This section is from the book "The Law Of Real Property and Other Interests In Land", by Herbert Thorn Dike Tiffany. Also available from Amazon: A Treatise on the Modern Law of Real Property and Other Interests in Land .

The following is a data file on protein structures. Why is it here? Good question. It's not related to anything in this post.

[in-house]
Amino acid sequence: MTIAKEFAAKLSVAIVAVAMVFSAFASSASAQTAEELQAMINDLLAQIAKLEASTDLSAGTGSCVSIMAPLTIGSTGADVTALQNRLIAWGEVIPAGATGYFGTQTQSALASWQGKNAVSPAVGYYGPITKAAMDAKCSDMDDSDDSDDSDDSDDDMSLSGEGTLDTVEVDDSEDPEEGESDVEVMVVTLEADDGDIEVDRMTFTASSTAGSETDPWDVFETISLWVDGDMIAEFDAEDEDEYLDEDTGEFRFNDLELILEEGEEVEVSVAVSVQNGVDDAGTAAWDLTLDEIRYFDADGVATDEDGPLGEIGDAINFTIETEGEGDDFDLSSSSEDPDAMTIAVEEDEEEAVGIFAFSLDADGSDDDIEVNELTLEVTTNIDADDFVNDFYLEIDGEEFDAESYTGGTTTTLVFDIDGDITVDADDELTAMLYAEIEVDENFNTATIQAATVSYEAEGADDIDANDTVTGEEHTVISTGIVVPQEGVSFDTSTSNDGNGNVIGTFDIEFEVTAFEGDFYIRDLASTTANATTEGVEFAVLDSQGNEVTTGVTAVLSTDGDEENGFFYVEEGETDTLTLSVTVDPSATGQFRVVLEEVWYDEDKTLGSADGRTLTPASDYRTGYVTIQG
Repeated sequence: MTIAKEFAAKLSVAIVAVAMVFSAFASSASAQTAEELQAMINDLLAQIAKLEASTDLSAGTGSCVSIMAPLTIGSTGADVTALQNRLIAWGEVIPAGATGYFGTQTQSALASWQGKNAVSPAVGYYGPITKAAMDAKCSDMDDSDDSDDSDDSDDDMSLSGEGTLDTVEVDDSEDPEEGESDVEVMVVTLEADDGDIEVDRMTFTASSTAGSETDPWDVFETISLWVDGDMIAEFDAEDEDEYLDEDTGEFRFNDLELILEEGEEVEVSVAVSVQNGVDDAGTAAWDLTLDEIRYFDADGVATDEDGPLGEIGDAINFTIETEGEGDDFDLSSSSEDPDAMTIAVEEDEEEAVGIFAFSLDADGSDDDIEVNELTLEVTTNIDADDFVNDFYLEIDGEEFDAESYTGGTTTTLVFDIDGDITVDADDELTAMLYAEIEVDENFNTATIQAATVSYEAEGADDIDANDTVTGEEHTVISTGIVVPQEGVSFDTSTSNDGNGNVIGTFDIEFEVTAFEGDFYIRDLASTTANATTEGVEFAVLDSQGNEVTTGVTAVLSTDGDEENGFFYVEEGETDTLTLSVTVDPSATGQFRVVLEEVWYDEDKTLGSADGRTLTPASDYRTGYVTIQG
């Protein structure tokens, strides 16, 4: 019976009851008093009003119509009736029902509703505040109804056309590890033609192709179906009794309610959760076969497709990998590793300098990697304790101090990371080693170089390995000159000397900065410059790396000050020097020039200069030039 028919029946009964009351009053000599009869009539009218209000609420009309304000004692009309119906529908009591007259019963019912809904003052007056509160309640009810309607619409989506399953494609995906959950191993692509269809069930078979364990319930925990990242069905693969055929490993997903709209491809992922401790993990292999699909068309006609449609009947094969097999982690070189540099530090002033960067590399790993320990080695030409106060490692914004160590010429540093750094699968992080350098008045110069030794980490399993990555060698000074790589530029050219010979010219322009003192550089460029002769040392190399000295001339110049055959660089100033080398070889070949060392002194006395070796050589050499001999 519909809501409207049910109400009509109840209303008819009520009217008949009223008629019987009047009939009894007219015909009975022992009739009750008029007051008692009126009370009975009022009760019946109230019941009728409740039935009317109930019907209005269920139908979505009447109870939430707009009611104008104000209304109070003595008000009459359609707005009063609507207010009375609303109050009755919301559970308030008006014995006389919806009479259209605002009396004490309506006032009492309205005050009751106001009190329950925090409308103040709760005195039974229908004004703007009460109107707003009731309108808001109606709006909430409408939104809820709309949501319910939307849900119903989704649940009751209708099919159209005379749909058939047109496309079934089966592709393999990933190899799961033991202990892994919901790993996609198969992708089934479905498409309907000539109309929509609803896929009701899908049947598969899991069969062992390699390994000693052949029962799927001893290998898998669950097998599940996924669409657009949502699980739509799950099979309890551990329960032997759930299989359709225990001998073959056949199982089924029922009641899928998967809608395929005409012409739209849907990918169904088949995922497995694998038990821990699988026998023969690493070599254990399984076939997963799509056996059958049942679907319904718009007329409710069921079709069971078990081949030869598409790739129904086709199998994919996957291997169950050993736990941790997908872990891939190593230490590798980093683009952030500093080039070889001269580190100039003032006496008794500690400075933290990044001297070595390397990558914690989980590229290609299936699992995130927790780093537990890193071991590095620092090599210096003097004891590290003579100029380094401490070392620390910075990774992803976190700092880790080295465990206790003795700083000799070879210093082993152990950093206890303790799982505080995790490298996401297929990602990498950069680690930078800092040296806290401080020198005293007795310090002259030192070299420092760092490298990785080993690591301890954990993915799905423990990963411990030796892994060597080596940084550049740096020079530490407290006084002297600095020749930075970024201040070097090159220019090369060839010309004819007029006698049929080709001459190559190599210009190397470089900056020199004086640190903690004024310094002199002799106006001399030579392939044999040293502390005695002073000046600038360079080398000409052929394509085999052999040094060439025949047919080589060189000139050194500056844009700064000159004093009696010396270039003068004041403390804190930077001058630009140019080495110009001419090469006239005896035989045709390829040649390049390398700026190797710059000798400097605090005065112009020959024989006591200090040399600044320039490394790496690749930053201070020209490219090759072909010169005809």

The expression "attornment" has been used in two senses. In one sense it refers to the recognition by the tenant of the transferee of the reversion as his landlord, the necessity of which recognition has been generally dispensed with by statute.25 In the other sense, which is the one of interest in the present connection, the expression serves to describe the acknowledgment, by one previously in possession of land, that he is tenant to another, not a transferee of a reversion. That is, if one in possession of land, whether he is rightfully or wrongfully in possession, agrees to hold the land as tenant of another, he is said to attorn to such other. Such an attornment to another is, in legal effect, equivalent to the acceptance of a lease from such other. As one who obtains possession of land by permission of another for a limited period only becomes such other's tenant, so one already in possession who retains possession by permission of such other becomes his tenant. In either case there is a lease or demise of the land if the one person thereafter holds the land "under" the other, that is, by force of his acknowledgment that he is tenant of the other, and it is entirely immaterial that words of leasing are not used, the demand for or acceptance of the acknowledgment being in effect a giving of permission to occupy, sufficient at least to create a tenancy at will. Even in the case of a formal lease to a person already in possession in his own right or under a person other than the lessor, the lessee may properly be regarded, by his acceptance of the lease, as making an attornment to the lessor.26